Until the creation of insulin in 1921, all patients diagnosed with type 1 diabetes died within years of being diagnosed. Today, although insulin is not a cure, it is certainly a historic breakthrough. Diabetes patients are encouraged to eat healthy and balance insulin with daily diet and activities. Patients will also monitor their blood glucose levels daily. Because 65% of people with diabetes die from heart problems, they are also encouraged to manage blood pressure and cholesterol levels to lower their risk. People who let their blood glucose levels get too low can suffer from hypoglycemia, which causes the patient to become nervous, confused and impair judgment. Those whose blood glucose levels get too high will suffer from hyperglycemia.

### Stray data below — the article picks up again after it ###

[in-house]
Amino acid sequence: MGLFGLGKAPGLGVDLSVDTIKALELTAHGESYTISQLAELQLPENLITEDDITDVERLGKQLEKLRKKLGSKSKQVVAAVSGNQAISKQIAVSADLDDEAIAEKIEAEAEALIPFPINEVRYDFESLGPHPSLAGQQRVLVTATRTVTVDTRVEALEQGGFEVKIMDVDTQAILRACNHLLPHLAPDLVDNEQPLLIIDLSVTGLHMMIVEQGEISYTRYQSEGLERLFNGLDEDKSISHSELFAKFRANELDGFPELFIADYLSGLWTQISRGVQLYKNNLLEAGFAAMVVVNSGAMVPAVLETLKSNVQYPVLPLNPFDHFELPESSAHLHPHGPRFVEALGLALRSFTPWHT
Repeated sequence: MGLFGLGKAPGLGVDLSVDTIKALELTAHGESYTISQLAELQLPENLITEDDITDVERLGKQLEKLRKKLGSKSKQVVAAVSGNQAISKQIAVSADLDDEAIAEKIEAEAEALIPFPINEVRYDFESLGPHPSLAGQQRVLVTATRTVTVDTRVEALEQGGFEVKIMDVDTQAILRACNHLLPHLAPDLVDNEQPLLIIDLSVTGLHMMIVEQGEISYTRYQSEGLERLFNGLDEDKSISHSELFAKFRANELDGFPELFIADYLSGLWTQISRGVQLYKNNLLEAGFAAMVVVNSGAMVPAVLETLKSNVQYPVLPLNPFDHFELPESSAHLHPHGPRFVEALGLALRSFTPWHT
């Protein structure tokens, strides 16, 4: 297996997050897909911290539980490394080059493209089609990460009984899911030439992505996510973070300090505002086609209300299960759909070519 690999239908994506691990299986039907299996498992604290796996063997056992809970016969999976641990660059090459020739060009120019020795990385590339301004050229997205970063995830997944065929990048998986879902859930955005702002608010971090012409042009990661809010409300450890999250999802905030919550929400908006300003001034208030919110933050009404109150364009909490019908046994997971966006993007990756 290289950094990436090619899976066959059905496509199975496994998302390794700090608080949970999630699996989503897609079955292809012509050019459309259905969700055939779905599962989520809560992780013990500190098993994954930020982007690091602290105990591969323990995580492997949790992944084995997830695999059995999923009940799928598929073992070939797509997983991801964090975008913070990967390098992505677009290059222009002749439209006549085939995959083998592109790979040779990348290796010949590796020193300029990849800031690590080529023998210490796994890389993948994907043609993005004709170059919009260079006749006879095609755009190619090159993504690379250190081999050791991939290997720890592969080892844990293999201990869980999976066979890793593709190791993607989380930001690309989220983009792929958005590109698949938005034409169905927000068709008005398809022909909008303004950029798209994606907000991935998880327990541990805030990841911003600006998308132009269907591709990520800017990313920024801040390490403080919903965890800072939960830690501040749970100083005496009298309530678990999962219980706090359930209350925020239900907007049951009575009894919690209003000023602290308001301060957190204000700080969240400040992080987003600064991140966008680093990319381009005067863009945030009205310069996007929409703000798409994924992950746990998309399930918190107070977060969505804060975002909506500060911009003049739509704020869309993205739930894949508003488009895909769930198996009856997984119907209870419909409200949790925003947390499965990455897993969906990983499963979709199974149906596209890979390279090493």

Although many people with diabetes will seek their health care from their primary care physicians, some patients will develop a team of professionals to help manage diabetes more carefully. The professionals can include doctors specializing in endocrinology, dietitians, nurses, certified diabetes educators, podiatrists, and even ophthalmologists to help deal with every aspect of diabetic symptoms. Patients who keep their blood glucose levels as close to normal as possible will reduce their risk of developing major complications of type 1 diabetes or type 2 diabetes.